As you might have noticed, our podcast for Africa & Beyond that I’ve had connected here to the Cultural Misfit blog, now has not only an English broadcast but also Kiswahili/Kirundi broadcasts. Since many of you reading the Cultural Misfit don’t understand these languages I’m disconnecting the podcast so your inbox isn’t inundated with podcast episodes that you don’t understand! However, because I’m cool, if you would like to receive our podcasts (in English and other languages) you can subscribe to the podcast itself by clicking here. Thank you so much for reading and for listening! Lea
Those things frustrating you, those unfair, unrighteous, unholy, difficult things that anger you – let them go.
Since God is after the best for me, not what He can get from me as I have thought in times past, it would seem the best course of action would be to trust His processes over my own.
Isaiah 8:11 ERB “The Lord spoke to me, like a firm grasp of the hand.”
We are required to put a little “sweat equity” into this walk of faith. Sometimes this journey is harrowing, fraught with impossibilities – but that’s where God comes in.
We sing songs saying, “God take control” but the moment He tries to take over, we recoil.
It therefore was a foreign feeling to me when it became clear that our next assignment was going to bring us back to Burundi. I had become so used to being the one who would go scratch something out of the ground that even considering a return made my head spin.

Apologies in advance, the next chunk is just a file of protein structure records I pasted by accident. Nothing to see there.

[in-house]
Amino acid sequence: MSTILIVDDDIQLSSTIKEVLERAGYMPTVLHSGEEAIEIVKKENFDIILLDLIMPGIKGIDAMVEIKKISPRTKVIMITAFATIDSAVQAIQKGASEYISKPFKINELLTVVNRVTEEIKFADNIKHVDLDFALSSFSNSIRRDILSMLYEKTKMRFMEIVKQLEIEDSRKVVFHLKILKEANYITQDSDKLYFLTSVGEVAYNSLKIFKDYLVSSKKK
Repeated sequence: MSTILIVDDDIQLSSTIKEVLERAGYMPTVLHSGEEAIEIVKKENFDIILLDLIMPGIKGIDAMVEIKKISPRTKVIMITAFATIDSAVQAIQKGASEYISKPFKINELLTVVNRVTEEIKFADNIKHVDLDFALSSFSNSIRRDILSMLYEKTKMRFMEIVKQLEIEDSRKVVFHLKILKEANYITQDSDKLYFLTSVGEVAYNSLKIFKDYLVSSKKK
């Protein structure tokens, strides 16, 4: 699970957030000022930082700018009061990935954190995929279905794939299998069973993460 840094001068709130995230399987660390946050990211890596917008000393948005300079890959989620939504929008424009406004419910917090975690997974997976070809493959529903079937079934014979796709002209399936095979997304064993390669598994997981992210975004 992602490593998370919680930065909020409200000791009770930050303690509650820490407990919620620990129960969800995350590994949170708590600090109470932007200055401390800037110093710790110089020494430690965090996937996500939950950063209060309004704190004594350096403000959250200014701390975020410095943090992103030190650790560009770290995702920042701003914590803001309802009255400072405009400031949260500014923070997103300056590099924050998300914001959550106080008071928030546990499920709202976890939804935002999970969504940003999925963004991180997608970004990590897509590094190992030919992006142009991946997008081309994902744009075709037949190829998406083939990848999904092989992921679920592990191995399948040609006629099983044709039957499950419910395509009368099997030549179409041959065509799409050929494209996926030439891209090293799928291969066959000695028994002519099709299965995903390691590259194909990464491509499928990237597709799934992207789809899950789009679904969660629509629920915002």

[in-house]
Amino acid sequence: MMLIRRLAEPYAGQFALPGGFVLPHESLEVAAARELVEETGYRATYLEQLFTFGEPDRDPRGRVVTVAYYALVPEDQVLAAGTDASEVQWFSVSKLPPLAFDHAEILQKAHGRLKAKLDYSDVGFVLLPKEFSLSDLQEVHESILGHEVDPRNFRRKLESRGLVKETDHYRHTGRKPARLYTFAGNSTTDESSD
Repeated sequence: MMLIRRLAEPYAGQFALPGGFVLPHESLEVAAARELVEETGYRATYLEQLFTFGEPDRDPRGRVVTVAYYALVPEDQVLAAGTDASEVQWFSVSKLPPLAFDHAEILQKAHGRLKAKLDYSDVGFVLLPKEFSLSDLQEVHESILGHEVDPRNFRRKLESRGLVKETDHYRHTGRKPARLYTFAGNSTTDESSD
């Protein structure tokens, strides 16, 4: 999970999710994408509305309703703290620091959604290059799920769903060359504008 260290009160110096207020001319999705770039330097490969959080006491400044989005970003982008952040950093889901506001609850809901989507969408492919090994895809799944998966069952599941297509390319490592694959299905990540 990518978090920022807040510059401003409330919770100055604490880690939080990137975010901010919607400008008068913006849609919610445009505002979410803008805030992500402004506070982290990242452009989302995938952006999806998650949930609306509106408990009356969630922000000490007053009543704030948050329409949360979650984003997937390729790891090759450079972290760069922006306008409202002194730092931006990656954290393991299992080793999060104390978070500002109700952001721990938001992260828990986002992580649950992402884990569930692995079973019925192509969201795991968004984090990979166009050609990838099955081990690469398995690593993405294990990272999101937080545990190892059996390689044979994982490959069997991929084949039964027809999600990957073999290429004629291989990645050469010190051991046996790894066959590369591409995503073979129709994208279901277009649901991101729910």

Life is hard, but God’s heart for us is “very tender.” If we can have the faith to trust His tender heart for us, we can do anything He requires of us. Most of the time the directions He gives are things that will pull us away from what is comfortable or convenient.
I’ve cried out in prayer, like many of you have, “God, I’ll do anything, go anywhere, and give up whatever You ask, for Your will! Everything I have is Yours!” Only to find that “everything” encompasses everything and that offering of everything I have is much more complicated than praying that prayer sounded at first.
In this world of great pain and need, what can be done to bring meaningful change? On the African continent alone, there are hundreds of millions of stories like these; it feels like an impossible situation. I am daily assaulted with feelings of despair when I see hungry children, abused women, and hopelessness in the eyes of the vulnerable.
Are we exempt from doing anything because whatever we do won’t be enough to touch vast swaths of the population?